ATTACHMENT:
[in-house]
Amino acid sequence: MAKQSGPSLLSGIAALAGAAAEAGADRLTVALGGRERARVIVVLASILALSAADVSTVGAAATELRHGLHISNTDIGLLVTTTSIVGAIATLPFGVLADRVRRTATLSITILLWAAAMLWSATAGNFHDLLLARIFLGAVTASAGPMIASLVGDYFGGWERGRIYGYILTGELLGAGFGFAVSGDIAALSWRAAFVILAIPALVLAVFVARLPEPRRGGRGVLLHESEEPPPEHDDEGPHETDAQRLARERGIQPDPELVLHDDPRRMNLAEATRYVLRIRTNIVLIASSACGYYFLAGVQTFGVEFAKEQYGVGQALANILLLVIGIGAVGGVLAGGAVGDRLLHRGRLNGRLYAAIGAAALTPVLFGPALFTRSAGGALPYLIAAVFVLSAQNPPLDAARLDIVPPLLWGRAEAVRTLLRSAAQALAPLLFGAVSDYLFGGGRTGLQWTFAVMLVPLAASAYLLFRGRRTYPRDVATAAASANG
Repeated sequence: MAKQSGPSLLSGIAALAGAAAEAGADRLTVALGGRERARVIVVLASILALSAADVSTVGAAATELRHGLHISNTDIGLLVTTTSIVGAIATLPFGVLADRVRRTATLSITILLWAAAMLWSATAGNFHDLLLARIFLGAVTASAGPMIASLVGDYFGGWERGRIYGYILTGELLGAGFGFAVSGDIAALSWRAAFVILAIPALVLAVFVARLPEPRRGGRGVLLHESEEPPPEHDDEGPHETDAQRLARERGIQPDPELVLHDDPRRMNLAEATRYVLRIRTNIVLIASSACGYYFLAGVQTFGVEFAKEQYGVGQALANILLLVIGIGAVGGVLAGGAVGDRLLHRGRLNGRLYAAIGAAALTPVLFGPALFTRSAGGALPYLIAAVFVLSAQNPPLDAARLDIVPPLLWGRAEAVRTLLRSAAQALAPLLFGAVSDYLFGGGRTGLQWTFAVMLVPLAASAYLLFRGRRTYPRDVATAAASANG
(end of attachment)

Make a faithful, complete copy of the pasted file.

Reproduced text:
[in-house]
Amino acid sequence: MAKQSGPSLLSGIAALAGAAAEAGADRLTVALGGRERARVIVVLASILALSAADVSTVGAAATELRHGLHISNTDIGLLVTTTSIVGAIATLPFGVLADRVRRTATLSITILLWAAAMLWSATAGNFHDLLLARIFLGAVTASAGPMIASLVGDYFGGWERGRIYGYILTGELLGAGFGFAVSGDIAALSWRAAFVILAIPALVLAVFVARLPEPRRGGRGVLLHESEEPPPEHDDEGPHETDAQRLARERGIQPDPELVLHDDPRRMNLAEATRYVLRIRTNIVLIASSACGYYFLAGVQTFGVEFAKEQYGVGQALANILLLVIGIGAVGGVLAGGAVGDRLLHRGRLNGRLYAAIGAAALTPVLFGPALFTRSAGGALPYLIAAVFVLSAQNPPLDAARLDIVPPLLWGRAEAVRTLLRSAAQALAPLLFGAVSDYLFGGGRTGLQWTFAVMLVPLAASAYLLFRGRRTYPRDVATAAASANG
Repeated sequence: MAKQSGPSLLSGIAALAGAAAEAGADRLTVALGGRERARVIVVLASILALSAADVSTVGAAATELRHGLHISNTDIGLLVTTTSIVGAIATLPFGVLADRVRRTATLSITILLWAAAMLWSATAGNFHDLLLARIFLGAVTASAGPMIASLVGDYFGGWERGRIYGYILTGELLGAGFGFAVSGDIAALSWRAAFVILAIPALVLAVFVARLPEPRRGGRGVLLHESEEPPPEHDDEGPHETDAQRLARERGIQPDPELVLHDDPRRMNLAEATRYVLRIRTNIVLIASSACGYYFLAGVQTFGVEFAKEQYGVGQALANILLLVIGIGAVGGVLAGGAVGDRLLHRGRLNGRLYAAIGAAALTPVLFGPALFTRSAGGALPYLIAAVFVLSAQNPPLDAARLDIVPPLLWGRAEAVRTLLRSAAQALAPLLFGAVSDYLFGGGRTGLQWTFAVMLVPLAASAYLLFRGRRTYPRDVATAAASANG